Spandeux Ballet star Martin Kemp’s debut feature Stalker (2010) (not to be confused with the 1979 Andrey Tarkovskiy film of the same name) struggles to hide the inexperience of its director, yet his psychological thriller also demonstrates an understanding of his chosen genre by frequently doffing it’s hat to Hammer horror and trademark Hitchcockian camera angles and shots selections.
Kemp’s Stalker is touted as a thriller in the tradition of Single White Female (1992) and Misery (1990), and tells the tale of famous novelist Paula (Anna Brecon) struggling with writers-block, who retreats to the country to work on her new book having been menaced by a dark figure from her past. With a relatively familiar cast that includes Colin Salmon, Jane March and, most recognisably, Billy Murray, Stalker is an all-British affair that manages to at least retain audience interest until its conclusion, regardless of its predictable premise.
Shot in Suffolk on a meagre budget, Stalker seems consciously aware of references to the films that clearly informed its inception – films like the psychological Hammer horrors of the 1960s like Taste of Fear (1961) or Paranoiac (1963). Stalker does have an eerie and quite isolating atmosphere throughout that is in part a result of its location, an incredibly spooky Gothic mansion in the middle of the English countryside, which provides the inevitable space for the psychological unravelling of the film’s protagonist.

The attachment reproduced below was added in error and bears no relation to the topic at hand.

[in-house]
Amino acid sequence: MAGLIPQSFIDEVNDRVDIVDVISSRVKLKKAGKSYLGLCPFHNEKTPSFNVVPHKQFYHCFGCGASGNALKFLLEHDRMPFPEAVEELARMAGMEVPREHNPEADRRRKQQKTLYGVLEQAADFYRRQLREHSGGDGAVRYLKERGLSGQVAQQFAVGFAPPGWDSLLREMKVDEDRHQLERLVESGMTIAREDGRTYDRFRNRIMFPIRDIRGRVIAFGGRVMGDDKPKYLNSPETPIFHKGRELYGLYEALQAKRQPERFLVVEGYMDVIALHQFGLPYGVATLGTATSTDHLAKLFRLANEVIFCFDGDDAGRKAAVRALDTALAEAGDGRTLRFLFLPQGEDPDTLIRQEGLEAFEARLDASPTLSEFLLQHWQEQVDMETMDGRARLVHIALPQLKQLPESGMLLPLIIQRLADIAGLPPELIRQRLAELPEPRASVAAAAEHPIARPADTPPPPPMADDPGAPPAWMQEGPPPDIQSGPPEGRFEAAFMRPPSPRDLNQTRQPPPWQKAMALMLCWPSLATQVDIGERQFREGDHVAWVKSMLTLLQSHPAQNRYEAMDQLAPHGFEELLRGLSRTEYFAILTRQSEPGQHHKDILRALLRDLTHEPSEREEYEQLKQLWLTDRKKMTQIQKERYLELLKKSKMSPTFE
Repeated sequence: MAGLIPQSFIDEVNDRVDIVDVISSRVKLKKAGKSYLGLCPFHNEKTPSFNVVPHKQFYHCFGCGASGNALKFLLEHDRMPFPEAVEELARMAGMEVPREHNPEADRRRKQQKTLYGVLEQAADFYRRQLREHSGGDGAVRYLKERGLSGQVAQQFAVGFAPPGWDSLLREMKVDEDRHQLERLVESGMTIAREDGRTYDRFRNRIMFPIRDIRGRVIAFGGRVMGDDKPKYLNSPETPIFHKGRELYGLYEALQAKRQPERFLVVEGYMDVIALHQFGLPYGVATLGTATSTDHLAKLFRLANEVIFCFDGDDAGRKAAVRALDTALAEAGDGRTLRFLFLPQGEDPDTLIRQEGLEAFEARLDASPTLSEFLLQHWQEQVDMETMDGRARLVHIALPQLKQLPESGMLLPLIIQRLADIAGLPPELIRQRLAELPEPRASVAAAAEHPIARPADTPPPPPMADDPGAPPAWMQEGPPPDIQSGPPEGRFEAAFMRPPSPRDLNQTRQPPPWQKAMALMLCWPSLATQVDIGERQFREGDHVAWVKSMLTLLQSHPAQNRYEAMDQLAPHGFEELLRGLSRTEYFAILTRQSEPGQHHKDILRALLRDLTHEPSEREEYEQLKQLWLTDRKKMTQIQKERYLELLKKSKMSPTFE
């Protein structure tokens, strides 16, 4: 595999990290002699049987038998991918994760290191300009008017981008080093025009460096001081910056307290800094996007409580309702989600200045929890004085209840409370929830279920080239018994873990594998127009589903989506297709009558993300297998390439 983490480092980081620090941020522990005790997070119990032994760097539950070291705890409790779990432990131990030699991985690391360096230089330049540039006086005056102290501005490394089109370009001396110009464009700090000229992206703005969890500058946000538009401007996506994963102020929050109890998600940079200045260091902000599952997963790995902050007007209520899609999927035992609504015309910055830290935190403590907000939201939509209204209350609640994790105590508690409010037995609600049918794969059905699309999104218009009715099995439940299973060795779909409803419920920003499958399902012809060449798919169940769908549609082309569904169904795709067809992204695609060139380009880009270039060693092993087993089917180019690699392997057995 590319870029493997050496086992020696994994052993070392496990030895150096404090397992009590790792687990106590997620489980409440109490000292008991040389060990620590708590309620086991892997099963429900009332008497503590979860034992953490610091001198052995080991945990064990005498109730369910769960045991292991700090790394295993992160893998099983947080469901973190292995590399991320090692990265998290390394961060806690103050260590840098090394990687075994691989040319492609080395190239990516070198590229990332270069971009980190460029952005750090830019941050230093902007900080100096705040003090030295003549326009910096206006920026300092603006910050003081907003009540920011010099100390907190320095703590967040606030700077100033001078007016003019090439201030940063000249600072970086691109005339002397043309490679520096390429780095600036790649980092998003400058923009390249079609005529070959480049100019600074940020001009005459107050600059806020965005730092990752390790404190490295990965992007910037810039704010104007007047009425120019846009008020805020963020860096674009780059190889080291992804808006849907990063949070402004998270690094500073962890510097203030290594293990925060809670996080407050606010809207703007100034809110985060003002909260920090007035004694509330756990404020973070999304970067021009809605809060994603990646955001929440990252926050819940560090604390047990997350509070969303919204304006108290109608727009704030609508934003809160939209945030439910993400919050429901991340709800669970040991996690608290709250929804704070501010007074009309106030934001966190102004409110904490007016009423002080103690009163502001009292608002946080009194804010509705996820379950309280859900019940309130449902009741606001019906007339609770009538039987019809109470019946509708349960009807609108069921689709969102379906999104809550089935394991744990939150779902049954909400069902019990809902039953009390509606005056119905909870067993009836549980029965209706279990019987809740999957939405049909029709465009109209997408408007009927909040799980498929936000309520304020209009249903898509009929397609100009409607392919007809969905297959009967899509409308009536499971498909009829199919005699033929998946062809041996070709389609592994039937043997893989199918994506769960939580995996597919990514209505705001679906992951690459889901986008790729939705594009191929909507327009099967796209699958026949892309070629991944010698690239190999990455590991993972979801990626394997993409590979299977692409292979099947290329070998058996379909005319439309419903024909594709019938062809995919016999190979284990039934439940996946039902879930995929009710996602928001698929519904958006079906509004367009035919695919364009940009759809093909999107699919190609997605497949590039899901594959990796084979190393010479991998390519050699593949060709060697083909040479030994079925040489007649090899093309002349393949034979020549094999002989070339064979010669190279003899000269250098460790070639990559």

In addition to a well-chosen location and setting, Kemp and his team successfully employ a range of camera angles and shots that further emphasise the isolation of the film’s central character. A series of high angles used in the Gothic mansion establish a sense of claustrophobia while a healthy dollop of low angles continually establish who is in power and when.
For a debut feature, Stalker isn’t a complete disaster and Kemp can take some pride in achieving so much with so little a budget, but for the seasoned film-goer with a taste for the psychological thriller genre, too much of the film is predictable and unremarkable to have any real impact.